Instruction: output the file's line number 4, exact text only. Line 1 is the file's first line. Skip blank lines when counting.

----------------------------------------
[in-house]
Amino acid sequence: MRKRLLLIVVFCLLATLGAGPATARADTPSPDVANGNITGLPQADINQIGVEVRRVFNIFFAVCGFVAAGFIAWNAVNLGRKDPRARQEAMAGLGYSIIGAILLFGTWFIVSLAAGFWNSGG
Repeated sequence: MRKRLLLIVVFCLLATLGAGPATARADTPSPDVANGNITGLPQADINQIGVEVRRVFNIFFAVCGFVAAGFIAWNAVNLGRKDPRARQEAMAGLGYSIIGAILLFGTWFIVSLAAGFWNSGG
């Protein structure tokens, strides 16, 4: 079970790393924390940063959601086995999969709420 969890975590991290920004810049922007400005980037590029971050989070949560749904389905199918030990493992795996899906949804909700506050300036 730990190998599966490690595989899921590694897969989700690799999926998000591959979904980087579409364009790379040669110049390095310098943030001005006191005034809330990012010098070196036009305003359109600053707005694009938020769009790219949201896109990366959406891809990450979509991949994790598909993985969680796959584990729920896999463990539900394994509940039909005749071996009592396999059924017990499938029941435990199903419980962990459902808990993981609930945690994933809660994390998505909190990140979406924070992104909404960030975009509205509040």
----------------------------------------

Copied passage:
């Protein structure tokens, strides 16, 4: 079970790393924390940063959601086995999969709420 969890975590991290920004810049922007400005980037590029971050989070949560749904389905199918030990493992795996899906949804909700506050300036 730990190998599966490690595989899921590694897969989700690799999926998000591959979904980087579409364009790379040669110049390095310098943030001005006191005034809330990012010098070196036009305003359109600053707005694009938020769009790219949201896109990366959406891809990450979509991949994790598909993985969680796959584990729920896999463990539900394994509940039909005749071996009592396999059924017990499938029941435990199903419980962990459902808990993981609930945690994933809660994390998505909190990140979406924070992104909404960030975009509205509040």